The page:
There’s a growing number of people like Analee who reject the importance of high-level language skills; but for anyone hoping to go beyond understanding pumpkin pie recipes, high-level language is important. Our Latter Day flight from excellence in language is part of the reason so many students nowadays need lowered standards if they are to ‘pass’ their various courses. Of course English is and always has been a living, changing language; but our current obsession with speeding up the process has a negative effect on our ability to think --- and it isn't necessary. In modern times, one of the English Language’s finest features was the manner in which it standardised so much of its form, and developed a logically consistent grammar. It’s true the spelling might be simpler than it is, but even our weird spelling sometimes adds to the richness of English. The success of English lay in the fact that the standards it developed made it an ideal tool for the production of both high-level literature, and the undertaking of high-level analysis. Not everyone was able to cope fully with the language’s more demanding features --- but those who could benefited immensely. Even those who lacked the ability and/or interest to take on its more demanding features still had a language suitable for their ordinary needs, including a reliable means of communicating with fellow speakers of English. I’d suggest that's a lot to lose --- especially when it's being lost at a far faster rate than is necessary. Until technological innovations such as printing helped standardise the written word, a common, reasonably stable written language wasn’t possible for the Germanic tribes which settled the relatively small land of England. Those early technological breakthroughs made a coherent, consistent written language a reality. By the 19th Century improvements in transport and communication meant the sparsely populated Australian continent (which had been settled fai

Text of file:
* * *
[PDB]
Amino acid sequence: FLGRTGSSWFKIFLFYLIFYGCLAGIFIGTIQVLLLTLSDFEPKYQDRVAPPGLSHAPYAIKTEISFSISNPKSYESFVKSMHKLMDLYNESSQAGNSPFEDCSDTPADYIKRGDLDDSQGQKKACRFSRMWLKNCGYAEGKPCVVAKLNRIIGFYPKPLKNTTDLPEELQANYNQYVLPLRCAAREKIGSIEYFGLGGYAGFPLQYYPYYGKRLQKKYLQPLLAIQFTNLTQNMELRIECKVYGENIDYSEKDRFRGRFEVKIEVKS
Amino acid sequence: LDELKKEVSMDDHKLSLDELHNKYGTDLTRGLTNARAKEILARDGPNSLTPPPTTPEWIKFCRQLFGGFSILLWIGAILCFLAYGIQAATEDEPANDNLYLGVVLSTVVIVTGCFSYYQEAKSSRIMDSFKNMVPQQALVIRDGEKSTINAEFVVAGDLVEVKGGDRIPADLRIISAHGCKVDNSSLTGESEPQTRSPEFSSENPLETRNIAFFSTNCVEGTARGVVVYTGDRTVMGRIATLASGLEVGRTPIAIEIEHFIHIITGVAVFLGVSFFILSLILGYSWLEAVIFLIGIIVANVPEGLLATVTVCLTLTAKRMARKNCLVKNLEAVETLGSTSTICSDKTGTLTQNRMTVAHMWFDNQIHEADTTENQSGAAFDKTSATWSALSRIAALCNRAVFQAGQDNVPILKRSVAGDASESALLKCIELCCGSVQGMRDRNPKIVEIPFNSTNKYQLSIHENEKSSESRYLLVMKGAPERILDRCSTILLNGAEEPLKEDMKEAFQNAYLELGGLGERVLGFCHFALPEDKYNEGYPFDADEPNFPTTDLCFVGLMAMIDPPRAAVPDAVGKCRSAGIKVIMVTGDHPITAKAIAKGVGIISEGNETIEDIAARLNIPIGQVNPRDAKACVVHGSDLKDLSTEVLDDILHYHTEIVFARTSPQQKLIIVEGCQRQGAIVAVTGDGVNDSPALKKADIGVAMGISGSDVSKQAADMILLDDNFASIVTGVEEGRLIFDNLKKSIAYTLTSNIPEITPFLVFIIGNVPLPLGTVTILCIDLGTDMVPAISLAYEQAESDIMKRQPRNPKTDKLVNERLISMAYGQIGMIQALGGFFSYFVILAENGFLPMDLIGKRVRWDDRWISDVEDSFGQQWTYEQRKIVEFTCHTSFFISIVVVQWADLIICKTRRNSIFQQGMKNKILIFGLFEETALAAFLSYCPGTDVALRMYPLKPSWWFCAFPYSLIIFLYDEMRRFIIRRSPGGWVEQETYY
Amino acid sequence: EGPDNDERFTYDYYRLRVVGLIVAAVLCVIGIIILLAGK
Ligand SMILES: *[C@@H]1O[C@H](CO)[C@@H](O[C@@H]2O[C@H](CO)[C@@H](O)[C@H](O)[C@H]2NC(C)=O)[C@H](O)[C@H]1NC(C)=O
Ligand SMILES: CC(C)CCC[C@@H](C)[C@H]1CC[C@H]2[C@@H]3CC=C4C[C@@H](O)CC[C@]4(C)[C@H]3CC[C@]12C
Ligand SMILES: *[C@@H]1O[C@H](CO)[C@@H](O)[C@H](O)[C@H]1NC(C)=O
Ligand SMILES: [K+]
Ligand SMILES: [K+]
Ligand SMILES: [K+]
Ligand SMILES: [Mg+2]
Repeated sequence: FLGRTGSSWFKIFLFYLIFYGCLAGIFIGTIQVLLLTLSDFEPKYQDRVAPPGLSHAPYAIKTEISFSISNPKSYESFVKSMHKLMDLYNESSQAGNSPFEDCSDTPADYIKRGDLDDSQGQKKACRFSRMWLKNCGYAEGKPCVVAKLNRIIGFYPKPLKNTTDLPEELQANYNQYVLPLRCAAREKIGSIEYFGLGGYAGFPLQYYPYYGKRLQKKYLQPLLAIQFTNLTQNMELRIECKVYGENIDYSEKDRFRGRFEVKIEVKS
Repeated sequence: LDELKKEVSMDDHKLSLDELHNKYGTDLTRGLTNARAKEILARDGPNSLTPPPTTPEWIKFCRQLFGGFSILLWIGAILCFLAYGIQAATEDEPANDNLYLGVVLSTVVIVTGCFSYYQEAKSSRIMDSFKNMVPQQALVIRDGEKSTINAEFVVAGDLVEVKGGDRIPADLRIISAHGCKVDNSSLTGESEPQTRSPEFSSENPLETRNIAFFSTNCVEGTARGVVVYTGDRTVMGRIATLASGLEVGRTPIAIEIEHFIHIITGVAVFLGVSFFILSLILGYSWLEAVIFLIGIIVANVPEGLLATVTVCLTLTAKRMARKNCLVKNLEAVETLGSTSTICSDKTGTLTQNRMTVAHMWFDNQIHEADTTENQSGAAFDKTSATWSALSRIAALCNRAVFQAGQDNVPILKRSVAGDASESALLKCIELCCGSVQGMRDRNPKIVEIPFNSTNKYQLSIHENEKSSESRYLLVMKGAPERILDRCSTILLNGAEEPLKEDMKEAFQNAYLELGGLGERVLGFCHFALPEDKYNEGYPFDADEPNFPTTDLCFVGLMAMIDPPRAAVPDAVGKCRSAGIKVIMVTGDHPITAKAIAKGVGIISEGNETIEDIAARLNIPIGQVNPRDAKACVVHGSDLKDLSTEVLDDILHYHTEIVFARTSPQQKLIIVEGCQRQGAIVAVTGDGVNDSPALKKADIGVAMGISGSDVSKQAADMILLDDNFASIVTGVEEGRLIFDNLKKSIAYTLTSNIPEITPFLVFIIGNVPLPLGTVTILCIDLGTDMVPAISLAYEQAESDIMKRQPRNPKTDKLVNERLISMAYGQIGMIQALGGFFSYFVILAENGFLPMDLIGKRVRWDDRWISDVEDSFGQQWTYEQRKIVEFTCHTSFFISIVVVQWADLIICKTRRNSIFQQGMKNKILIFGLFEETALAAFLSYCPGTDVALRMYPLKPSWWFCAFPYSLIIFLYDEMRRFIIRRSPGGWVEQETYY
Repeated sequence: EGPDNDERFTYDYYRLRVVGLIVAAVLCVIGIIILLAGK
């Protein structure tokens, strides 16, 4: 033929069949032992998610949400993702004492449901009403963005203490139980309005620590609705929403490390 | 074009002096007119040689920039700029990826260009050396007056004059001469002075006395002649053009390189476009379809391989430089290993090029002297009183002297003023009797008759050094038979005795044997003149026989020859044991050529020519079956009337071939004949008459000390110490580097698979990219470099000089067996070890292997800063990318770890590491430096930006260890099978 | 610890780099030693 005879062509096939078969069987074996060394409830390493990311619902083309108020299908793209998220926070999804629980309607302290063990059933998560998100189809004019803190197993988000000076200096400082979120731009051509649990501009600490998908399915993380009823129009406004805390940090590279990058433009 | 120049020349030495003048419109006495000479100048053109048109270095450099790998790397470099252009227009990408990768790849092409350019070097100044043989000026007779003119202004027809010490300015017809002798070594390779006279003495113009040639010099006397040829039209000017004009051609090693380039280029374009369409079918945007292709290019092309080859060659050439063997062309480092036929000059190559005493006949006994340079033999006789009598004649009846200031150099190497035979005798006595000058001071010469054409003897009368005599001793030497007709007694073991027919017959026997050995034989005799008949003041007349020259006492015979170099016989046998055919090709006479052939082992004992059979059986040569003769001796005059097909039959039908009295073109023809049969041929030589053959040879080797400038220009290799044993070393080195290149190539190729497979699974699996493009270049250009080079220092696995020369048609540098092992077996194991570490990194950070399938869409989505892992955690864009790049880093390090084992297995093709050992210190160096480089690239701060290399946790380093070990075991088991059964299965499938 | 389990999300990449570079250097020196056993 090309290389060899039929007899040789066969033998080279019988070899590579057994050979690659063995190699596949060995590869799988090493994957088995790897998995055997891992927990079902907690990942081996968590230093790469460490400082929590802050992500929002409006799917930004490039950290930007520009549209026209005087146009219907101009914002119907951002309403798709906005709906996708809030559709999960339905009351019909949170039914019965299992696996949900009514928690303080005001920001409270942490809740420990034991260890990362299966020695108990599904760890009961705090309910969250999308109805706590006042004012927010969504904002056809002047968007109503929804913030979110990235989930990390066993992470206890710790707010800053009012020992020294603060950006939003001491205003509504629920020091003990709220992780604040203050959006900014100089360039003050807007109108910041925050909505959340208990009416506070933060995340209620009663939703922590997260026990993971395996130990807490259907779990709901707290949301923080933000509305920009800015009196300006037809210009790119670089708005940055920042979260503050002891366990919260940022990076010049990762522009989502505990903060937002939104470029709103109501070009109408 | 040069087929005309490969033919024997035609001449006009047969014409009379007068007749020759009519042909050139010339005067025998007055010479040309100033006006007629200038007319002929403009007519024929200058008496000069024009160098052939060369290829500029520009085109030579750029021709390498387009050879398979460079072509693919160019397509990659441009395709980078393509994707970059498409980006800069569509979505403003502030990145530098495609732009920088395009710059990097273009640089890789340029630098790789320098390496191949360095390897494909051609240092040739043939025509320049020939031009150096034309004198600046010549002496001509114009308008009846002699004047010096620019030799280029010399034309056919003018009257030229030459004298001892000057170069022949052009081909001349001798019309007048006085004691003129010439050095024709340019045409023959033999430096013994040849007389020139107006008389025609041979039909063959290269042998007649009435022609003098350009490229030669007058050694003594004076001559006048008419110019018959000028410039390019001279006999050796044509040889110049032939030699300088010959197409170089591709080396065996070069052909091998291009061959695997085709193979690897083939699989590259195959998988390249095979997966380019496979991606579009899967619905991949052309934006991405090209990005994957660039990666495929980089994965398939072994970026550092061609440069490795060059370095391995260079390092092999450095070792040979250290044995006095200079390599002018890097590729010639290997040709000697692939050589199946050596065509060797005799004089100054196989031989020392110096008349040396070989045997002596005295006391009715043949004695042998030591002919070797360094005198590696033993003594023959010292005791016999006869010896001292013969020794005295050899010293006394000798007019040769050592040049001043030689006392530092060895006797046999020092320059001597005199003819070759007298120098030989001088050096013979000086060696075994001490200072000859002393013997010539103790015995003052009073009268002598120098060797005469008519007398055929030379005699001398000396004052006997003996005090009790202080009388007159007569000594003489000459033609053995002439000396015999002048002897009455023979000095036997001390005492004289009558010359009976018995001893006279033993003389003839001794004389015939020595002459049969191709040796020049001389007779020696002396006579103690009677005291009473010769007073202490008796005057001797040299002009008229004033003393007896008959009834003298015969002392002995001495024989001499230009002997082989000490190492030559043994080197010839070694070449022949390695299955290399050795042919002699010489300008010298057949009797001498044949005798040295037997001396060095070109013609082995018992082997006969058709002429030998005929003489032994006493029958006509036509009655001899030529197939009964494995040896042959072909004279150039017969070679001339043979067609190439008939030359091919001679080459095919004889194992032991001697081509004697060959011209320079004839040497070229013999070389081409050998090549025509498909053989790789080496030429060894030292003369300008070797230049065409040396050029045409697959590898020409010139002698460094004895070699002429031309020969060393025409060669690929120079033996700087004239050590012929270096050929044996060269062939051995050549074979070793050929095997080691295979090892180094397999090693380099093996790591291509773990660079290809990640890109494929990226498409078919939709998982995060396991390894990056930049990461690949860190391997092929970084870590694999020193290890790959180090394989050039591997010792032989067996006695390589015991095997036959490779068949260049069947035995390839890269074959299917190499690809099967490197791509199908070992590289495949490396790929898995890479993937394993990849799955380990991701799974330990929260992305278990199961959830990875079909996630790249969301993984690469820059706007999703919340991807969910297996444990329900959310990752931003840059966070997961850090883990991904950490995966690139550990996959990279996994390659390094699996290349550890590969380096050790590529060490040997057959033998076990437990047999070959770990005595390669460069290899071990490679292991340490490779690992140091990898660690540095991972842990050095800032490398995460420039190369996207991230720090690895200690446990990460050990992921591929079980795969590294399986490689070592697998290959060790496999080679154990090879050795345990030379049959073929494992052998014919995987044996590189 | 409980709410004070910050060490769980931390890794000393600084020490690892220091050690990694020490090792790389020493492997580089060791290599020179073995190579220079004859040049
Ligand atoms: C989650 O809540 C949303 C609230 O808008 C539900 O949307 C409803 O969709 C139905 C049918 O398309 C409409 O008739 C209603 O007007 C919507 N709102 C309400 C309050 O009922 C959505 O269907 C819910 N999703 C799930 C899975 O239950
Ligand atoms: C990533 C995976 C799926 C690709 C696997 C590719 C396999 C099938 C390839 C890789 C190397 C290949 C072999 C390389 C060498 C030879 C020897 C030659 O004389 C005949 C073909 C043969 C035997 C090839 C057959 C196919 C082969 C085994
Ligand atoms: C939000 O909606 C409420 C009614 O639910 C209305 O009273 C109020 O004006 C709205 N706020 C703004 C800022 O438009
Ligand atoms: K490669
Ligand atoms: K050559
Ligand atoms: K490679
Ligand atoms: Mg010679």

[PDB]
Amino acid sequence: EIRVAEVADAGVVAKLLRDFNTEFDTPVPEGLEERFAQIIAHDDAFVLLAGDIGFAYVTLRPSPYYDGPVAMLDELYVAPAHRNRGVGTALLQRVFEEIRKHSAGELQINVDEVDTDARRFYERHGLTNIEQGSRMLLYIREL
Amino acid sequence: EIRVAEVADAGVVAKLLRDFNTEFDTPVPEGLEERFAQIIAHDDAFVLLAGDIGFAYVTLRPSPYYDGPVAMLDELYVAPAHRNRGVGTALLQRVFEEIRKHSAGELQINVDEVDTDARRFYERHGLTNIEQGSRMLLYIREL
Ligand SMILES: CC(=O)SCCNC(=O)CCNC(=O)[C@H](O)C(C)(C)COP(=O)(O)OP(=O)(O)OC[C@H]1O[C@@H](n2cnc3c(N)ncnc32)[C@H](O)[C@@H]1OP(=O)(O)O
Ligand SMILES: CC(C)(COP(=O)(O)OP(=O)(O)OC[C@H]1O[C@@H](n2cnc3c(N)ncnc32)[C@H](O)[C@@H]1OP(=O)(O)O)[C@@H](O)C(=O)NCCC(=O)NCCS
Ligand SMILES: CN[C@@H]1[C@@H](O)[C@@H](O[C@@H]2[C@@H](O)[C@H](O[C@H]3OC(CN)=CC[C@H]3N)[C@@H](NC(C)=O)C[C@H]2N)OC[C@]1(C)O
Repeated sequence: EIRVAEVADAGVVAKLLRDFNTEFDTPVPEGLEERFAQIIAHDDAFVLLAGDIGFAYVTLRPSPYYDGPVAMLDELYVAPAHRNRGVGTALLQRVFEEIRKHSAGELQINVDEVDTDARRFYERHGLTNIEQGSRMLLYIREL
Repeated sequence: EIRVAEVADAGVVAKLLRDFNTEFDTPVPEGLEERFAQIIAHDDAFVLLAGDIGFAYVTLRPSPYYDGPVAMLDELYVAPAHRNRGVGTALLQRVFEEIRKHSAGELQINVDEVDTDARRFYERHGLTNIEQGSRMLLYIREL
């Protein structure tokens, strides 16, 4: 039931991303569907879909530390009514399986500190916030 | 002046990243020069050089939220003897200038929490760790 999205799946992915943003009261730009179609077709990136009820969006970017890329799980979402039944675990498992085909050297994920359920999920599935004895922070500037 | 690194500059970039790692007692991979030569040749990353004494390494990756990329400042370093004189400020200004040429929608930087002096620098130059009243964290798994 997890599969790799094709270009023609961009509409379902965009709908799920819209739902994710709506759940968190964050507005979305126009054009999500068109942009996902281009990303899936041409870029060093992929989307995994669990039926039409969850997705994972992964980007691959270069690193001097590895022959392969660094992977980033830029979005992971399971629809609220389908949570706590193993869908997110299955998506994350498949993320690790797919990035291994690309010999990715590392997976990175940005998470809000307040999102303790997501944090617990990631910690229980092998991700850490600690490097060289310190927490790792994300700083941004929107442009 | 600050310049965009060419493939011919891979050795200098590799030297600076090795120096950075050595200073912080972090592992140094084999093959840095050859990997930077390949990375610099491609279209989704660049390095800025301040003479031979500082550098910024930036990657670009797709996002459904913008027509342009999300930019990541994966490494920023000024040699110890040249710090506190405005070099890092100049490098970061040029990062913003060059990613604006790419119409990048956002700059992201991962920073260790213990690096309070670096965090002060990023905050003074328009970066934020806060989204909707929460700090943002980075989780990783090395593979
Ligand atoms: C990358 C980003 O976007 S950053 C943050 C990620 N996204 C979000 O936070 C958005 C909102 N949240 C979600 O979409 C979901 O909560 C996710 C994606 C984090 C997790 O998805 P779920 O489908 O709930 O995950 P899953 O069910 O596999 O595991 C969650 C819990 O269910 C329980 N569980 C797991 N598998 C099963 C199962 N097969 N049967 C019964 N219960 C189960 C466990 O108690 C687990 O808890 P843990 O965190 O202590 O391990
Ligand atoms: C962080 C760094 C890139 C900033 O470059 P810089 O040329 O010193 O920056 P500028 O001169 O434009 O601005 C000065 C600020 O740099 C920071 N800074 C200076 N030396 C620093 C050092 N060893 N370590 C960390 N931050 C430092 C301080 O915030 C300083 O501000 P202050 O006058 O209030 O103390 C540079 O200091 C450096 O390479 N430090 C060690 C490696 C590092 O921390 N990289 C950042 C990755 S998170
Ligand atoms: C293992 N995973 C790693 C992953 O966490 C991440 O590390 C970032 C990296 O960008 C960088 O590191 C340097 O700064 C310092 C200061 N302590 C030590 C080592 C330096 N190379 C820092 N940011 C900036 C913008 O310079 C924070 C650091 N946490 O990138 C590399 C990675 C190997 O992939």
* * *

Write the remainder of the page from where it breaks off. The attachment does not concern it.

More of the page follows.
11/21/2008 5:29:43 PM
Maybe your friend wouldn't laugh at your sparkling word play,except out of politeness,anyway. Your selfless relinquishing of the English language to some future utopian Babel is touching but simplistic. Language is more than just communication. It helps to dictate the depth of that communication. Who cares if we can converse with a more diverse and greater community if the conversation isn't worth having?